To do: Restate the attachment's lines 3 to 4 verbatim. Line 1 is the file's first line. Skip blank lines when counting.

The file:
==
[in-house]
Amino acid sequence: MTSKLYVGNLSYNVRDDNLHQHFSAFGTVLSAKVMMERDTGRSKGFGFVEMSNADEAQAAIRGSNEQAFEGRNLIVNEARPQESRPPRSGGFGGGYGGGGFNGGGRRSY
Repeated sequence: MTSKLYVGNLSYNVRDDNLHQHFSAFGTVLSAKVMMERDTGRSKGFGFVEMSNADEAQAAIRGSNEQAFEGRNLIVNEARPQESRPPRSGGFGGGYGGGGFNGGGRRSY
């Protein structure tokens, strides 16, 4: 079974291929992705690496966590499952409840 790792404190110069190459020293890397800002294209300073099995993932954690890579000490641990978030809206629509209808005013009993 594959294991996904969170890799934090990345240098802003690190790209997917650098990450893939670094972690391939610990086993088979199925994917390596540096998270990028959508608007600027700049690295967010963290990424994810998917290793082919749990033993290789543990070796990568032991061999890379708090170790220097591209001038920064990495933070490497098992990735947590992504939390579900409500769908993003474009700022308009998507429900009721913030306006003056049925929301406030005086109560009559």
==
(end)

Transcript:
Repeated sequence: MTSKLYVGNLSYNVRDDNLHQHFSAFGTVLSAKVMMERDTGRSKGFGFVEMSNADEAQAAIRGSNEQAFEGRNLIVNEARPQESRPPRSGGFGGGYGGGGFNGGGRRSY
């Protein structure tokens, strides 16, 4: 079974291929992705690496966590499952409840 790792404190110069190459020293890397800002294209300073099995993932954690890579000490641990978030809206629509209808005013009993 594959294991996904969170890799934090990345240098802003690190790209997917650098990450893939670094972690391939610990086993088979199925994917390596540096998270990028959508608007600027700049690295967010963290990424994810998917290793082919749990033993290789543990070796990568032991061999890379708090170790220097591209001038920064990495933070490497098992990735947590992504939390579900409500769908993003474009700022308009998507429900009721913030306006003056049925929301406030005086109560009559």